We may also augment this picture with a directional graph of the flows between containers. For instance, ideas probably flow into Japan from the Anglosphere more rapidly than they flow in the reverse direction. Ideas flow into Sweden from the Anglosphere and from Japan but flow back out of Sweden relatively rarely. Once an idea has flowed into a space like Sweden or Japan from a larger space like the Anglosphere, though, the smaller space can act like a kind of pressure cooker or reactor that may develop, refine, or process the imported idea and possibly send a more interesting product back. A kind of refraction occurs.

In the early history of the internet, some people warned that the great danger of it is that everybody might eventually think the same thoughts, and that we would lose the diversity of ideas. This has turned out to be an unrealised fear, I think, at least as long as we still have different languages. But are languages not enough? Do we need to do more to create artificial partitionings? What is the optimal degree of partitioning, and can we concretely map the flows and containers with some degree of precision?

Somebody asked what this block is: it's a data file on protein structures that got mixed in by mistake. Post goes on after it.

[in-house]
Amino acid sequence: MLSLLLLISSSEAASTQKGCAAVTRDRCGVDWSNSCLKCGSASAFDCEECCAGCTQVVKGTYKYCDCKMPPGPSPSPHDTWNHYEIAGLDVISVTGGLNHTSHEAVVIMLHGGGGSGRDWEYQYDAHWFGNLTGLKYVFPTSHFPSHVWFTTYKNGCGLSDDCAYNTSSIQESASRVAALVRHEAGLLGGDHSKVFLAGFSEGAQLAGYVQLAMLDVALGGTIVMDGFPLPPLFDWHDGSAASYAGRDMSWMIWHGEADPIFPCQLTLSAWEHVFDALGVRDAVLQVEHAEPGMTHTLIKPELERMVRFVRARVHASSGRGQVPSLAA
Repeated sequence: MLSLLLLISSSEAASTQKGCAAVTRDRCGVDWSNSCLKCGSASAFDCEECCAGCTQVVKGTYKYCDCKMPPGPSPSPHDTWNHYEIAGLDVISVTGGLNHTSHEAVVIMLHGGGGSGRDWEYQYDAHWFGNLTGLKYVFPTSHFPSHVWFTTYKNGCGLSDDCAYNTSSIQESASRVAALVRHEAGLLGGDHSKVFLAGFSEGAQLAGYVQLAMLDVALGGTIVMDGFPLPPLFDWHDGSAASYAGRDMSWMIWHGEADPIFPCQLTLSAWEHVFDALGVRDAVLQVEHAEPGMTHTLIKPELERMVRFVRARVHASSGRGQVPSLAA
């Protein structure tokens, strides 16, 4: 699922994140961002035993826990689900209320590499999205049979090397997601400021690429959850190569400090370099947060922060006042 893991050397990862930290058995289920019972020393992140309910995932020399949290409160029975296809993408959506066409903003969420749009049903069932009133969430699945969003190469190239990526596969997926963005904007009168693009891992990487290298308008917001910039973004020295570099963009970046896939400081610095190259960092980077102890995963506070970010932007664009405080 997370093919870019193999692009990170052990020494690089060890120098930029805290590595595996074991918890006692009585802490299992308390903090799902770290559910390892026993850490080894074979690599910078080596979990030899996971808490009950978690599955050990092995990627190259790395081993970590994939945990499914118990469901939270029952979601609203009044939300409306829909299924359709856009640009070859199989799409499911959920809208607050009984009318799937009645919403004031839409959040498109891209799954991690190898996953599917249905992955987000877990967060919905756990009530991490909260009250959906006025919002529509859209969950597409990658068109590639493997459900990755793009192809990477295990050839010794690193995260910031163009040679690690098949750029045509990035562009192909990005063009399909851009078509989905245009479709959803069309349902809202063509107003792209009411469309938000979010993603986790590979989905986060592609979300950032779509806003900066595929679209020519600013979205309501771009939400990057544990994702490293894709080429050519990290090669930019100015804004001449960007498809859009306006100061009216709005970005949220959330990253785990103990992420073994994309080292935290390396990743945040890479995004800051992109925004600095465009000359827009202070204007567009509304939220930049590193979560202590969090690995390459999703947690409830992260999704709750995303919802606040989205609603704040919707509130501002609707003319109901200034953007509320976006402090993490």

Comment » | Philosophy

Nomura’s jellyfish

January 21st, 2010 — 5:14pm
Nomura's Jellyfish

Nomura's Jellyfish. Picture by Kenpei at the Osaka aquarium. GFDL license.

Nomura’s jellyfish, a species frequently encountered in Japan and China, is one of the largest in the world. The body can reach a diameter of 2 m. Since they create big problems for the fishing industry, Japan has now sought China’s help on the issue. It is thought that a recent proliferation of the species, huge swarms appearing every year since 2000, originates at the mouth of the Yangtze river.

Evolution can do fascinating things sometimes. Upon reading about this, a doubtlessly romantic and delusional notion entered my mind. What if the sea ecosystem, or a subset of it, say 10-100 species, perceive the human fishing industry as a threat that needs to be defended against, and in response create an evolutionary niche where a new kind of species can thrive, a species whose only purpose is to obstruct fishing? A romantic notion since it plays off the mythical idea that human beings are at war with nature, or that nature is good and man is evil, something I don’t really believe in. But an interesting one nonetheless. Is such a development possible?